The impact would be magnified by the fact that Congress, famous in recent years for failing to legislate, has largely gotten out of the business of clarifying and amending statutes. The result is that agencies are tasked with enforcing laws that are increasingly outdated and therefore increasingly ambiguous about how to deal with newly arising issues. Without Chevron deference, agencies could end up lacking the tools to deal with modern problems.
Trump and Senate Republicans are currently reshaping not just the Supreme Court, but also the lower courts, by confirming conservative judges at record speed—and like Kavanaugh, these judges tend to be decidedly pro-business and skeptical of agency power and regulation. “It’s fair to be concerned, and particularly given that the nature of the judiciary is likely to be conservative, that the shift toward the judiciary is going to be problematic for a future Democratic administration,” says Stiglitz.
Historically, both liberals and conservatives have taken turns denouncing Chevron. When it was decided during the Reagan administration, liberals lambasted the ruling, and conservative scholars praised it. “We hated Chevron,” recalls Michael Herz, an expert on administrative law at Yeshiva University’s Cardozo School of Law, who worked at the Environmental Defense Fund in the years after Chevron came down.* At the time, the result of Chevron was that the EPA, under Presidents Reagan and George Bush, watered down environmental regulation. “There were a lot of issues that we thought we had won before Congress, and now the agency was under-reading the statute, and the courts were letting them get away [with] it,” he recalls. “It was clear to us that Chevron was bad for the good guys and bad for the environment, because it was—in that setting.”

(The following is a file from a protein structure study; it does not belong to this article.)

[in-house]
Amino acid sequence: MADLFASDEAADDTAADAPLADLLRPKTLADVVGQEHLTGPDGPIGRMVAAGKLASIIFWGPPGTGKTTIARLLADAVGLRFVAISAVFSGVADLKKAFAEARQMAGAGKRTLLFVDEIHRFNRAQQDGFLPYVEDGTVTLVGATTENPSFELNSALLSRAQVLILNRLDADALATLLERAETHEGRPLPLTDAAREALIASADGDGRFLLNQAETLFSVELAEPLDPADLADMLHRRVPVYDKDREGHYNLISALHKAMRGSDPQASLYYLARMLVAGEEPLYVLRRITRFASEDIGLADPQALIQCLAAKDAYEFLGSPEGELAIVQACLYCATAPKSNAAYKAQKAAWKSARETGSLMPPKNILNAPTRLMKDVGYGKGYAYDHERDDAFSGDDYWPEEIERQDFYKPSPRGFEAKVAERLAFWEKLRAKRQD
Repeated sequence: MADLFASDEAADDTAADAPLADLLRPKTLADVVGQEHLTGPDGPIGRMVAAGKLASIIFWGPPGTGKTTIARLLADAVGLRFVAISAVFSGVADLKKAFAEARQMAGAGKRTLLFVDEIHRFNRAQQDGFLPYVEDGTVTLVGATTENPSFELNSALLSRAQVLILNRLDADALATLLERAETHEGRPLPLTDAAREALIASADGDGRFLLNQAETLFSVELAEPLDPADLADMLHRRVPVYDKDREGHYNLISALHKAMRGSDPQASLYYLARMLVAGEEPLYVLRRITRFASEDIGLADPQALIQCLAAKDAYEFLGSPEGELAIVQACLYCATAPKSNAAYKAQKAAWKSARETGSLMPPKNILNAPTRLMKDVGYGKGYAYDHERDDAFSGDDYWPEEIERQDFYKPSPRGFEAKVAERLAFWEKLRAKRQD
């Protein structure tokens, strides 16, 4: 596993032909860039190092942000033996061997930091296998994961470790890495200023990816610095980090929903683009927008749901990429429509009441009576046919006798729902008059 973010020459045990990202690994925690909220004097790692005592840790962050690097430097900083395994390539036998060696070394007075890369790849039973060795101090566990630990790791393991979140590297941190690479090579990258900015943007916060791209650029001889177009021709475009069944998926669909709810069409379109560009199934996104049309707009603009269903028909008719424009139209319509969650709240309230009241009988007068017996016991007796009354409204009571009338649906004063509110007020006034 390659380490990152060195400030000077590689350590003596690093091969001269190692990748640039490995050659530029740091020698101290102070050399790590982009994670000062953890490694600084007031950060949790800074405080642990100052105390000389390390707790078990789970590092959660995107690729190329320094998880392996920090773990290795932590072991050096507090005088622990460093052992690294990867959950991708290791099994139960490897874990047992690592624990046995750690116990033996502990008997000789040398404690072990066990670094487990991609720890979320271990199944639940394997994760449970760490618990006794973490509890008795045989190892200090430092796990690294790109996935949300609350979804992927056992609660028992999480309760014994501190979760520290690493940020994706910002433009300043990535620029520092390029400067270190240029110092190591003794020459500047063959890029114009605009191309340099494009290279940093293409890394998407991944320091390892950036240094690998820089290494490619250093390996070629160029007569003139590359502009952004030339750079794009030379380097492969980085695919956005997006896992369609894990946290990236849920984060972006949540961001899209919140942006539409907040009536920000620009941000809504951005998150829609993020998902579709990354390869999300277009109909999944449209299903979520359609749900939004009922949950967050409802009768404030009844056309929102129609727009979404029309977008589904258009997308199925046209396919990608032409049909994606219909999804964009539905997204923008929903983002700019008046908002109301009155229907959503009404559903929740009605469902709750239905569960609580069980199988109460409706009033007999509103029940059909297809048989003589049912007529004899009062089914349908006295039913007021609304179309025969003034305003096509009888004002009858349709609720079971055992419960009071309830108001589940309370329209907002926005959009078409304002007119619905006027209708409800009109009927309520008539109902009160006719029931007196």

By the time the Obama administration came to office, the shoe was squarely on the other foot. The Natural Resources Defense Council and other environmental groups, as well as Obama’s EPA, relied on Chevron deference to push aggressive interpretations of the Clean Air Act in order to address climate change.
Though the politics of Chevron have varied depending on which party is in power, on balance, the doctrine does appear to favor Democratic priorities. “Chevron is probably, all in all, a doctrine that Democrats would like more than Republicans over time…because it does support robust governance,” says Herz. In a blog post last year, Michael Dorf, a constitutional scholar at Cornell Law School, evaluated Chevron and found that it will more often lead to green-lighting new regulations than removing or weakening regulations—evidence, he wrote, “for the conclusion that Chevron skews liberal.”